On Sept. 13 at the Gaylord Texan Resort & Convention Center in Grapevine, Texas, near Dallas, dealers, F&I professionals, agents, product providers and other attendees of Industry Summit 2017 gathered for “From the Boardroom.”
The 50-minute panel discussion has become an annual highlight for those seeking an inside look at the current state and future prospects of automotive finance. For the moderator, Gregory Arroyo, it’s an opportunity to look beyond the headlines with some of the experts and thought leaders that will help shape the market in the year ahead.
“My approach has always been to bring up some of the headlines from the year and pose them to our panel,” said Arroyo, who serves as F&I and Showroom’s editorial director. “And this year, we have a very diverse panel.”
The group included Jerry Biller, president of EcoProProducts, Bob Lettis, vice president of strategic alliances and business development for 700Credit, John Luckett, The Warranty Group’s senior vice president of sales and marketing, Matt Orlando, director of customer solutions for RouteOne, and John Palmer, president and CEO of ProMax Unlimited and ProCredit Express.
In the News
Arroyo started the discussion in high gear, rattling off a list of recent developments that included softening demand for new cars, a “rollercoaster ride” in the used-car space, General Motors’ new disclosure requirement for non-OEM products and parts, and ongoing advances in digital retailing, among other topics.
Finally, in the midst of a devastating Atlantic hurricane season, Arroyo raised the issue of Hurricane Harvey, which struck the Gulf Coast in late August and is fated to go down as the costliest natural disaster in U.S. history.
“When we’ve experienced storms in the past, we’ve seen an impact where sales lagged and then there was an upboost when consumers started getting their insurance checks and getting back into the market,” Luckett said. “So I think third-quarter results will be difficult for us, but once we get into the fourth quarter, I think we’ll start seeing an uptick.”
Some dealers in Houston and other affected areas were able to move their inventories out ahead of the storm and reopen soon after it passed, Luckett added. Others were still underwater and could be shuttered for months.
Palmer said the special finance segment could take the hardest hit, noting that the market has already been subject to a “tightening” in the difference between transaction prices and book values. “We all know that the spread amounts to quite a bit of your profit potential in subprime. … I think it’s going to be even tougher to buy used vehicles at good prices, and the book values are going to continue to adjust in the opposite direction.”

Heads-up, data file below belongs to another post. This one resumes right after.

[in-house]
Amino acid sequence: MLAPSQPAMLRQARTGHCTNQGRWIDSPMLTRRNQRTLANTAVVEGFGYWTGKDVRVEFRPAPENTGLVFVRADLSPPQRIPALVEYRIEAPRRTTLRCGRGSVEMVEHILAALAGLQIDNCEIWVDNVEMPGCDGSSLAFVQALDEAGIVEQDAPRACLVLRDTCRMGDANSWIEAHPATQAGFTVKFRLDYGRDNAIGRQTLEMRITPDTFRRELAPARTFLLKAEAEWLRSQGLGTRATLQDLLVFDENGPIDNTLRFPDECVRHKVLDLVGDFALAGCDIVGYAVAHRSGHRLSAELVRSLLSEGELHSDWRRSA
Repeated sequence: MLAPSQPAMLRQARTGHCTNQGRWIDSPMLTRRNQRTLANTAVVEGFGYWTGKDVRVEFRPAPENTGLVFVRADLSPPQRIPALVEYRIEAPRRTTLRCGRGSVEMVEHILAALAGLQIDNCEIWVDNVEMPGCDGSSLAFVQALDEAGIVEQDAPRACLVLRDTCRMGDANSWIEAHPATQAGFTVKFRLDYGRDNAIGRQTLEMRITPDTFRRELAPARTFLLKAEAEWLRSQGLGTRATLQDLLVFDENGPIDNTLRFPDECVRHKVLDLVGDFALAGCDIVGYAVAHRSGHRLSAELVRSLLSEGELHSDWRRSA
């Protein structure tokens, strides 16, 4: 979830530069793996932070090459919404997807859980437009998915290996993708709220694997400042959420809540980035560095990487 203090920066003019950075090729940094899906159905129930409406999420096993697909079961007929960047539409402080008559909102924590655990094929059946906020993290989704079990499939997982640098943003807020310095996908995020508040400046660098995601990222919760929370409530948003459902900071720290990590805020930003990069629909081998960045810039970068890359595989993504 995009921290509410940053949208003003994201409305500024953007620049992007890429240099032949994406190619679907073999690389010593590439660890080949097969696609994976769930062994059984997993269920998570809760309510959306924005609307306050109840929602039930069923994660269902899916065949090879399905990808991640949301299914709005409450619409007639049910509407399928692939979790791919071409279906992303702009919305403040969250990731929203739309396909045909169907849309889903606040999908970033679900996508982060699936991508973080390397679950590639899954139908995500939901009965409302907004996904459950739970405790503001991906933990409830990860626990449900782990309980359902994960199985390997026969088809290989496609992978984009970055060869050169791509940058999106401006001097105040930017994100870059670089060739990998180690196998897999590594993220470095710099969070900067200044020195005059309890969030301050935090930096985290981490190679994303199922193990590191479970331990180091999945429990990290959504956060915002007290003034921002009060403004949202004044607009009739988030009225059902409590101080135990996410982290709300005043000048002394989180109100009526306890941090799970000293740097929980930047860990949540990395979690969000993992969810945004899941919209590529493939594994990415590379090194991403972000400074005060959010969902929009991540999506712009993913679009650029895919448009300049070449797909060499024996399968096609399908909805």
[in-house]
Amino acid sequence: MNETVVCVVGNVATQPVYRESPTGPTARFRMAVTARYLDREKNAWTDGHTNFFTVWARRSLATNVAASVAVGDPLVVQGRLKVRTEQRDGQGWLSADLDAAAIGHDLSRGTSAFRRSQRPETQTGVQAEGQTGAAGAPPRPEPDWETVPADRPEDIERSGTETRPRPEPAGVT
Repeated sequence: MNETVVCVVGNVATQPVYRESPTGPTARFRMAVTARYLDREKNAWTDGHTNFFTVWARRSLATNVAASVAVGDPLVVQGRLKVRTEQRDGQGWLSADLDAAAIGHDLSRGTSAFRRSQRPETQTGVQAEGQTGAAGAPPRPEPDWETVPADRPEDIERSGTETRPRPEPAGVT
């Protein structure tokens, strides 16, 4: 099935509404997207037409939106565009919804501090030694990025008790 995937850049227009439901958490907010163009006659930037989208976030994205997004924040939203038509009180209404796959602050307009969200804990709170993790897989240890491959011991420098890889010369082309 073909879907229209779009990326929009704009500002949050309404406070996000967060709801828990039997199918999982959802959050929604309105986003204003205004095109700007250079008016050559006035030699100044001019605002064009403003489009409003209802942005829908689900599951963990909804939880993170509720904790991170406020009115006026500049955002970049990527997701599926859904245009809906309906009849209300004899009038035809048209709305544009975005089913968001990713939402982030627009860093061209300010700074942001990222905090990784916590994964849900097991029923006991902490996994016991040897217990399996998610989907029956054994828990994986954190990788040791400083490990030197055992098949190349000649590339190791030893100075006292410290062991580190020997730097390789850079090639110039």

Arroyo noted that Dealertrack reported an 80% decrease in activity on its credit application network in Harvey-affected areas in the days following the hurricane’s landfall. He asked Orlando whether RouteOne saw similar declines on its network.
“We did see a small blip in volume during the hurricane timeframe, but we saw volumes get back up to record levels by the Labor Day weekend,” Orlando said, noting that his company offered dealers in affected areas access to digital sales tools they could operate remotely and sent representatives into the field to help implement them.
Looking back at the 49% spike in sales that followed Hurricane Sandy in 2012, Arroyo reminded the audience that, at that time, used-car inventories were still recovering from lost new-vehicle sales during the Great Recession. Could the anticipated influx of 4 million off-lease units — which experts have warned will oversaturate the market — actually “save” used-car values?
“The folks who were affected will have an option. … There are some great values on used vehicles out there that they didn’t have before, with Sandy,” Luckett said. “I think the used-car market will be fine.”
Noting the rising frequency and severity of GAP claims, Arroyo asked Luckett how providers would be affected by the thousands of total losses caused by the hurricane.
“We have seen an uptick in GAP frequency. Severity has been an issue. ... But I don’t see GAP spiraling out of control,” Luckett said. “With Harvey, it’s not the hurricane damage but the flood damage that causes the claims. There is going to be a multimillion-dollar impact for most all providers that are out there.”
Looking beyond hurricane season, Luckett said the amount of negative equity carried on the loan and sometimes baffling costs for replacement parts could prove to be more significant factors in the long-term health of the product.
“The badge on the front grille of a Toyota Corolla is $965 to replace. The LED lights on that same car are $1,300 apiece. If they set off the airbags in a frontal collision, you’re going to have over $10,000 in airbag repairs. … We’re seeing a rise in the total cost of claims because of the cost to repair the technology.”